African American Firefighter Museum
The African American Firefighter Museum is dedicated to collecting, conserving and sharing the heritage of African American firefighters. The history of African American firefighters in Los Angeles spans more than 100 years and provides a unique glimpse into the history of firefighting, race relations and segregation in the City.
The Museum is housed at old Fire Station 30 - one of two segregated fire stations in Los Angeles between 1924 and 1955. It was built in 1913 to serve the Central Avenue community of the City. It is now beautifully restored and has the original apparatus floor tiles, poles and kitchen out-building. Old Fire Station 30 is now a Los Angeles Historic-Cultural Monument - 289 on the historic register - and is the recipient of the Los Angeles Conservancy's 1999 Preservation Award. It is opened to the public as a museum.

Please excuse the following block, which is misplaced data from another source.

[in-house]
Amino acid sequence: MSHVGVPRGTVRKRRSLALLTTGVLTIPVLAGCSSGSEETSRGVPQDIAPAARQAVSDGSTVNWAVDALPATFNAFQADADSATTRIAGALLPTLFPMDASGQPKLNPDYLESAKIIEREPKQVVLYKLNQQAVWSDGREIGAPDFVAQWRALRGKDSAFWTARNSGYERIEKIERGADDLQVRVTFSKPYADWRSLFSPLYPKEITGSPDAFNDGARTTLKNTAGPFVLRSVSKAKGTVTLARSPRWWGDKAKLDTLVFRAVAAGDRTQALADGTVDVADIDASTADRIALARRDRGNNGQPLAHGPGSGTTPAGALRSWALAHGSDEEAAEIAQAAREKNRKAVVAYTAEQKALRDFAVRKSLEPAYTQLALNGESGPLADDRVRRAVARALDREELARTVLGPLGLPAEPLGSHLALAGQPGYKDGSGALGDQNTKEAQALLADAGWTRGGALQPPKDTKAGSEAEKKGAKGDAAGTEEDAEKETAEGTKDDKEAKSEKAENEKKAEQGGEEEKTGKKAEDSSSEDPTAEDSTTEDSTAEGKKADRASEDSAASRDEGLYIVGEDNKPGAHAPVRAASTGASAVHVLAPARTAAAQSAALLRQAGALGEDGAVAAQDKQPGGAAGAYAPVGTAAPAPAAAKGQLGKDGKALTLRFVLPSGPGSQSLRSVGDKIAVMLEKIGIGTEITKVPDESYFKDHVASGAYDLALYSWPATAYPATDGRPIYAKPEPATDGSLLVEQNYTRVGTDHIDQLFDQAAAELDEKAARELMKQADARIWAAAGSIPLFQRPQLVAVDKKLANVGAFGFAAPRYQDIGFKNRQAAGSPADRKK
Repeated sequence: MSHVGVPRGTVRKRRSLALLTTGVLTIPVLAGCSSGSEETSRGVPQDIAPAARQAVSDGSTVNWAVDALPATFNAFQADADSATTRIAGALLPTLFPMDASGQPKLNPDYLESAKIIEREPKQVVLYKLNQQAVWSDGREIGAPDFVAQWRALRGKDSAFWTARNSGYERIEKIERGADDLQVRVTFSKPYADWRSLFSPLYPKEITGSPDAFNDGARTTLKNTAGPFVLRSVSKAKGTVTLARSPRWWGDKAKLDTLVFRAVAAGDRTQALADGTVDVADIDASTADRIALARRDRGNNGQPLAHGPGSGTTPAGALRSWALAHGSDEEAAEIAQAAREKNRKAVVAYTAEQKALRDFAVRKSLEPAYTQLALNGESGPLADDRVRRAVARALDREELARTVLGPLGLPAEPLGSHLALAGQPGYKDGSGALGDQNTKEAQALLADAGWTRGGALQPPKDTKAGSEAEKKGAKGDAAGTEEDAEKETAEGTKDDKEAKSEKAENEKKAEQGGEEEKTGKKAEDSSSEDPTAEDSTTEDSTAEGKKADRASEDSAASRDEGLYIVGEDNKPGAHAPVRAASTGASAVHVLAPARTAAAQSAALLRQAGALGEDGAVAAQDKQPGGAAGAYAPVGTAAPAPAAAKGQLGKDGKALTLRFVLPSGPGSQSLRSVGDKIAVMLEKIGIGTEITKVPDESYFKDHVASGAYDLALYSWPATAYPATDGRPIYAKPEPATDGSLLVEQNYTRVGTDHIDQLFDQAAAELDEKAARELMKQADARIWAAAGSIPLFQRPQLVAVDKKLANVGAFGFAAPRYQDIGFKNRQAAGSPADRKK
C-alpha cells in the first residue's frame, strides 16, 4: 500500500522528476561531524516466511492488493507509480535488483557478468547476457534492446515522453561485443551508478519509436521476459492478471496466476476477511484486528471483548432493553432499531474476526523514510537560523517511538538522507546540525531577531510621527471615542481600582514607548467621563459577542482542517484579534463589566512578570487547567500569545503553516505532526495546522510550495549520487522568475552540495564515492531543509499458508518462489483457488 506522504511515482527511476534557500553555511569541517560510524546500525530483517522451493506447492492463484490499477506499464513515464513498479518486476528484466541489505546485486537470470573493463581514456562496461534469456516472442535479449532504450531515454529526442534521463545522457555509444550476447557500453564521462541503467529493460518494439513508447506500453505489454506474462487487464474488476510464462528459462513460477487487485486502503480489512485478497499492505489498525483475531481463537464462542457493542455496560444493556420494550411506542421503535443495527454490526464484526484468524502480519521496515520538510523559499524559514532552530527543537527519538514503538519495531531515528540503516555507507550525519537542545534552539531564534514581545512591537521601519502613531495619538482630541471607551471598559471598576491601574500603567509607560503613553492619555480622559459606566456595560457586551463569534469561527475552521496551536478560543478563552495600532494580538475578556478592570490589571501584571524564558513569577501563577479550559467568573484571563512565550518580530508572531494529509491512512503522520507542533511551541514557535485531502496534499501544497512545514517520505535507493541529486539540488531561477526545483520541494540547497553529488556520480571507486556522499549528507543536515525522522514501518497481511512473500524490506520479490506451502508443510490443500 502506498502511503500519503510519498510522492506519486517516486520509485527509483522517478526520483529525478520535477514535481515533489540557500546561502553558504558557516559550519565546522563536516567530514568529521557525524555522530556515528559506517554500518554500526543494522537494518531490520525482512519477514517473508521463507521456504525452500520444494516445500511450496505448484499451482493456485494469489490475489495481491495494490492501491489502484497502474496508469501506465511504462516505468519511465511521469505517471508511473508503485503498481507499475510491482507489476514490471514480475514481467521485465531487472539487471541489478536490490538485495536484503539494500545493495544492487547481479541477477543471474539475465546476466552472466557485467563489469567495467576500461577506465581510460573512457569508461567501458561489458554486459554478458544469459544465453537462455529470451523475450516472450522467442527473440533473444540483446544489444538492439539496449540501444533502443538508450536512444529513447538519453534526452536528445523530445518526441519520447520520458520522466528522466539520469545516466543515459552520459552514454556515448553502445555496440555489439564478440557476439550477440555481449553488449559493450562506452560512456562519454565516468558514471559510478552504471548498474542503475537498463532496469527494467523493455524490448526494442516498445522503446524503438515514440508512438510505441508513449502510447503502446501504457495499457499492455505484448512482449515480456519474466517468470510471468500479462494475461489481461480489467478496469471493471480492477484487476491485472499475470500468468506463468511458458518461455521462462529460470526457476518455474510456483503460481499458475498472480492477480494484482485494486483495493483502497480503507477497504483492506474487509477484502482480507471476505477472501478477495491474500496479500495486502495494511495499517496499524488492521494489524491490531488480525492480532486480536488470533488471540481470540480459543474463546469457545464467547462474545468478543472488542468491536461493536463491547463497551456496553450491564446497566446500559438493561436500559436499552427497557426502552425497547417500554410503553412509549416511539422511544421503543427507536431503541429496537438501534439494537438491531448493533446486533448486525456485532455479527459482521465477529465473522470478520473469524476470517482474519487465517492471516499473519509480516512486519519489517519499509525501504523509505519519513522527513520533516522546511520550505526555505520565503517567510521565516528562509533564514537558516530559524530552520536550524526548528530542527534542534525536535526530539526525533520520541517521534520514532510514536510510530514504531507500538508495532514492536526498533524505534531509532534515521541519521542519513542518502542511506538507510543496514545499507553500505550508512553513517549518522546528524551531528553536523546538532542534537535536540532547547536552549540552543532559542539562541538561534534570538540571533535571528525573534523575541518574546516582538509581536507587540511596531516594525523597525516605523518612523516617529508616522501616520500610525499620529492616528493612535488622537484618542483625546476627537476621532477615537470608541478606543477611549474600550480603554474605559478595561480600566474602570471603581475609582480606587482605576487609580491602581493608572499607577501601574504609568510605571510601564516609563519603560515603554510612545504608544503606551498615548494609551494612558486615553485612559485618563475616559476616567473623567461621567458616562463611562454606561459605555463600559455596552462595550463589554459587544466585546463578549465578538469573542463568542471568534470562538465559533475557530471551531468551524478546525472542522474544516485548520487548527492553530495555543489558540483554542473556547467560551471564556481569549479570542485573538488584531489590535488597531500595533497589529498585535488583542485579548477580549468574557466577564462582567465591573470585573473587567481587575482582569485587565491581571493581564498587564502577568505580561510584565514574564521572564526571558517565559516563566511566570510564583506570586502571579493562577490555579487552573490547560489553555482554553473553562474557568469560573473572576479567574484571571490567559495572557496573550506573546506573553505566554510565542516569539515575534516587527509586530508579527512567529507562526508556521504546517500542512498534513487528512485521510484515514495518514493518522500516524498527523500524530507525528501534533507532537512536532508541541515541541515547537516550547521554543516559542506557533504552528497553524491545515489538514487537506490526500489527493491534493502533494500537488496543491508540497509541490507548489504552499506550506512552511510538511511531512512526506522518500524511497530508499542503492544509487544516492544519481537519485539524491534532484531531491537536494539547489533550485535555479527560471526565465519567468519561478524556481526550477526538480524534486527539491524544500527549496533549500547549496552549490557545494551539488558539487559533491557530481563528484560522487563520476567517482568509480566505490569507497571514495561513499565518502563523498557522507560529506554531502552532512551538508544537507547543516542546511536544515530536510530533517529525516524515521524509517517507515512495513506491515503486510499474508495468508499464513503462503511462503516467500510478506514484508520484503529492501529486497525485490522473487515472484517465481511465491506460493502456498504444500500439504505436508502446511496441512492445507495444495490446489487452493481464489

Old Fire Station 30 exhibits display a wide array of firefighting paraphernalia including vintage engines (a 1940 Pirsch ladder truck and a 1890 hose wagon), uniforms from New York, LA County and LA City firefighters, badges, helmets, displays of African American women firefighters, photographs, and other authentic firefighting artifacts.
Tuesday & Thursday 10:00am – 2:00pm
Sunday 1:00pm – 4:00pm
Tel: (213) 744-1730